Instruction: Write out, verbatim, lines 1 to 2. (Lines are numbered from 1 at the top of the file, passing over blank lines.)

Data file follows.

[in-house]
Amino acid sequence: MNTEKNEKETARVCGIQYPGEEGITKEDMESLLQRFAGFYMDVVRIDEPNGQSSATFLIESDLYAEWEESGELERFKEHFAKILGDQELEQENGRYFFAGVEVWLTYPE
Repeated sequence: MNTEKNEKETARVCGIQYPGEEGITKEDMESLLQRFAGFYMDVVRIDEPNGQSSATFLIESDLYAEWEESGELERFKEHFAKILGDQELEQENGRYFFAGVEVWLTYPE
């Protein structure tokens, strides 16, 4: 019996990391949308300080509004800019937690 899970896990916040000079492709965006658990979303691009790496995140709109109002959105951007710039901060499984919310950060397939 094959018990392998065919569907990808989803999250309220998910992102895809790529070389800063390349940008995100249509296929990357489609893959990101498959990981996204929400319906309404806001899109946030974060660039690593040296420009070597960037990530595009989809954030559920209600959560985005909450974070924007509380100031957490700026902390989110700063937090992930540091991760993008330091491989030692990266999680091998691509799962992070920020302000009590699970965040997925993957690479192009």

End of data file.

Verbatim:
[in-house]
Amino acid sequence: MNTEKNEKETARVCGIQYPGEEGITKEDMESLLQRFAGFYMDVVRIDEPNGQSSATFLIESDLYAEWEESGELERFKEHFAKILGDQELEQENGRYFFAGVEVWLTYPE